But one issue has remained a bit of a challenge for me, and that is the concept of "choice" as an element of design.

When it comes to common areas, CPAN often has more than one module that does the same thing. As a result, people searching for modules need to choose. That we have choice, and that people can upload any old crap they like, is one of the ultimate reasons for the CPAN's success, because in an iterative and evolutionary environment, betting on any single solution exclusively can be very risky.

Just look at Maypole, who could never have predicted that the ORM module they chose (Class::DBI) would so suddenly fall out of favourite with developers and suddenly turn Maypole from the cutting edge into a second-tier choice amoung the Perl technorati.

It is notable that its logical successor Catalyst embraced choice and diversity, and so when the Class::DBI debacle occured, it was quite a different story. While maintaining Class::DBI for compatibility, they have switched their default choice to DBIx::Class and have moved on with relatively little negative effect.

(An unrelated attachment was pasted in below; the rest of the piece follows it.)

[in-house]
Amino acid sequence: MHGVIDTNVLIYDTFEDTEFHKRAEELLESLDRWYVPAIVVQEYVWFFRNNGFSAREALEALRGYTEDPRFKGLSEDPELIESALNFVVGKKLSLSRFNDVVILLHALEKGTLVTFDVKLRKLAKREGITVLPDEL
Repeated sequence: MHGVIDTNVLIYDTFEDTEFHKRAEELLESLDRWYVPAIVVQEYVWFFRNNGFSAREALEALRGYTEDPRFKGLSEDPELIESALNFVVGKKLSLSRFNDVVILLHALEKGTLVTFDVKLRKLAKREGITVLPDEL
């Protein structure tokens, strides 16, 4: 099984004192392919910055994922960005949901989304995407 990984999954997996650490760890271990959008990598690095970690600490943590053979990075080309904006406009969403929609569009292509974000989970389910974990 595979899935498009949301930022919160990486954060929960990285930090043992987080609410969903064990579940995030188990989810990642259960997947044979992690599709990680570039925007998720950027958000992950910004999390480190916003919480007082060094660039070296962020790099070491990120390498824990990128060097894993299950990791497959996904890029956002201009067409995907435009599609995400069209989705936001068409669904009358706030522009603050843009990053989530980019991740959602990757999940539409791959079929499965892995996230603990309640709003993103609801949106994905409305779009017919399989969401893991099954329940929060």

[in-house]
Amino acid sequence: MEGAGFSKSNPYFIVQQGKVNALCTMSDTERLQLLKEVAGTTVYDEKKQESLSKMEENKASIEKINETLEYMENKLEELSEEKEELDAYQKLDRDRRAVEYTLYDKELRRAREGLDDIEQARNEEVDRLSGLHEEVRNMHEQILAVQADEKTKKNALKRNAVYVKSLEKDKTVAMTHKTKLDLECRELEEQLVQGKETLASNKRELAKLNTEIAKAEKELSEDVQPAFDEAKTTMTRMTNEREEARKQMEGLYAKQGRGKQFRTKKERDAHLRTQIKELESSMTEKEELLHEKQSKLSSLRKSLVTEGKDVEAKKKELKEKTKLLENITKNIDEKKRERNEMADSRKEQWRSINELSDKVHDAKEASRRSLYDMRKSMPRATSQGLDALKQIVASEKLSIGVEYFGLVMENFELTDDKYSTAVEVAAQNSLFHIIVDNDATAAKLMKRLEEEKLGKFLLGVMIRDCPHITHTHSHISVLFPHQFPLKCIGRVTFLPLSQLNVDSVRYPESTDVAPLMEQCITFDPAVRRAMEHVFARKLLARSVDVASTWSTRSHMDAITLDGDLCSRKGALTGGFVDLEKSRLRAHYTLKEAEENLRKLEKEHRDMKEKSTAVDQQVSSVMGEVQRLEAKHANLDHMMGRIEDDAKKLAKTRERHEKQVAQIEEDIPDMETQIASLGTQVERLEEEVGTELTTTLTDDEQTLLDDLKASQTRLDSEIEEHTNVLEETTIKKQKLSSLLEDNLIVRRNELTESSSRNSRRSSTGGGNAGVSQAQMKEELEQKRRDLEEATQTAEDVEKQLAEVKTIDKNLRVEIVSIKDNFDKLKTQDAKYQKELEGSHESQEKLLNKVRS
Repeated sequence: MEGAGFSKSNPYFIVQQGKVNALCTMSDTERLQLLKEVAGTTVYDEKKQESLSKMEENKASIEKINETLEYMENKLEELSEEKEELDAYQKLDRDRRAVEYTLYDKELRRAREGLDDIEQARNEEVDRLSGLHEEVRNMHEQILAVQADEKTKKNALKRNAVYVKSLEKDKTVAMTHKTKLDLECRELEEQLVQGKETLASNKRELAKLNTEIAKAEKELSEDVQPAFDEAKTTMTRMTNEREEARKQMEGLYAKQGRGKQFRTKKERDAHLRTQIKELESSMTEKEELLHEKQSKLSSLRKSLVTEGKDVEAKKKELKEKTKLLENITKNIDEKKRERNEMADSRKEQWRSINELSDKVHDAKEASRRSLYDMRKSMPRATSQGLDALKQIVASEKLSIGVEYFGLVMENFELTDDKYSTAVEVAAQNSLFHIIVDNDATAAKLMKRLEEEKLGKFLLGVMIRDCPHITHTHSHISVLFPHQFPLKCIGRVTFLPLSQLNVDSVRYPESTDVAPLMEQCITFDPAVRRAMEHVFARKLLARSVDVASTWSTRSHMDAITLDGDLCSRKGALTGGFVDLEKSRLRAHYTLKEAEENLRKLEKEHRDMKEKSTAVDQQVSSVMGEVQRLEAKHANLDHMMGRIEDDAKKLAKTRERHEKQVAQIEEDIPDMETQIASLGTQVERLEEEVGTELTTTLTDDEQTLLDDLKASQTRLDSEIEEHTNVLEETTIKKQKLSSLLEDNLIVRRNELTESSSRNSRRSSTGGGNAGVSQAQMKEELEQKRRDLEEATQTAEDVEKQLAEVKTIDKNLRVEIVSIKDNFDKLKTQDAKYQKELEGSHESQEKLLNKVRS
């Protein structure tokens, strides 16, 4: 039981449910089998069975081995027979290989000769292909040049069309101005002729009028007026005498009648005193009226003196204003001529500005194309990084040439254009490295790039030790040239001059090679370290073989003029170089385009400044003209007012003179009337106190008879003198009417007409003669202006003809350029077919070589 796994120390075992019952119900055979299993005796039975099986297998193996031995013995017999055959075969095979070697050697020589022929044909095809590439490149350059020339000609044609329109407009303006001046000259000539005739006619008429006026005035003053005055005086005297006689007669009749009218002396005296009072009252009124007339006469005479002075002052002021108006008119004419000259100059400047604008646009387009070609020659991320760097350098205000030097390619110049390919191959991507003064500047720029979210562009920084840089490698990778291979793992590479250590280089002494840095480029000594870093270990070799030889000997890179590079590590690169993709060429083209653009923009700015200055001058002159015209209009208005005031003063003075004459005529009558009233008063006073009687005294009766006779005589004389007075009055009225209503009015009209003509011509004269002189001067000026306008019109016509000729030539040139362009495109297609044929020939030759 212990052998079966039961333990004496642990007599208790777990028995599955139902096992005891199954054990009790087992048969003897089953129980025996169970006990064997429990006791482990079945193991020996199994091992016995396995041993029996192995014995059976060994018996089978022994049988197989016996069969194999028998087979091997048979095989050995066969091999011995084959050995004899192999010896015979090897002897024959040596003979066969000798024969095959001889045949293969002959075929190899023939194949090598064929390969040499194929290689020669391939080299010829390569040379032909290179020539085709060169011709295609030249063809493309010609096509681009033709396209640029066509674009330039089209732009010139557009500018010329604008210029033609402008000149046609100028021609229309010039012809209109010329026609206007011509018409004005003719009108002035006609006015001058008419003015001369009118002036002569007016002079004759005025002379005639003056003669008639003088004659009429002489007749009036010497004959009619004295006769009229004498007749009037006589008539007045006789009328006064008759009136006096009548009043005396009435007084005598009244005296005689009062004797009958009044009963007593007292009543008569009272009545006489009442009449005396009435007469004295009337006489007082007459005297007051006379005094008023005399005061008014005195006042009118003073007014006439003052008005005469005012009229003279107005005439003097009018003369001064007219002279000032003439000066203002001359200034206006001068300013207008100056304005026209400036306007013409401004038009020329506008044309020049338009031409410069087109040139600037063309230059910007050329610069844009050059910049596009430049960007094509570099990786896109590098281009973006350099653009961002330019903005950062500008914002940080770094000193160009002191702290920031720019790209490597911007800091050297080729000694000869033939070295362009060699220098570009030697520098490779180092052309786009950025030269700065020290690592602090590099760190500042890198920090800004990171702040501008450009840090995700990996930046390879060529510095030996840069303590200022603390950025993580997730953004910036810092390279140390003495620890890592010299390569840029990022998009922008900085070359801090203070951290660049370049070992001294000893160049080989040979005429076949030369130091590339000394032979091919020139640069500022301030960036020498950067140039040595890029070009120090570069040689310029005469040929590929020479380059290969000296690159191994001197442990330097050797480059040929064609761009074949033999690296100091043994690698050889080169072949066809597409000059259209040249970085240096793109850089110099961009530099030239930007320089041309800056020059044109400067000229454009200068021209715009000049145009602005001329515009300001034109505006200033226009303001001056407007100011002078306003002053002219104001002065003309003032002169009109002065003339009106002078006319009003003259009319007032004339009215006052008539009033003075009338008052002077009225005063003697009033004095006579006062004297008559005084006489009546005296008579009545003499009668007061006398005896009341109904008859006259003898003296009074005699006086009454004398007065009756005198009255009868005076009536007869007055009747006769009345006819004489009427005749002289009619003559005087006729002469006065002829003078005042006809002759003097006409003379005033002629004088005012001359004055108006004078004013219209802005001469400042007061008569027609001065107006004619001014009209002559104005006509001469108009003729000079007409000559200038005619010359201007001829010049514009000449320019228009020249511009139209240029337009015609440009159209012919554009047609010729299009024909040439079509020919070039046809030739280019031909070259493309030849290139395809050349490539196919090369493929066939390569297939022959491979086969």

But one of the perplexing problems with choice is the problems of too much choice.

I've had it put to me by several Perl trainers that teach university students that having 4 modules for roman numerals is completely silly. It causes a problem for them, because students are trained to look for the one correct answer, so any university assignment featuring roman numerals causes much consternation.

The message from trainers on this issue of choice has been very consistent.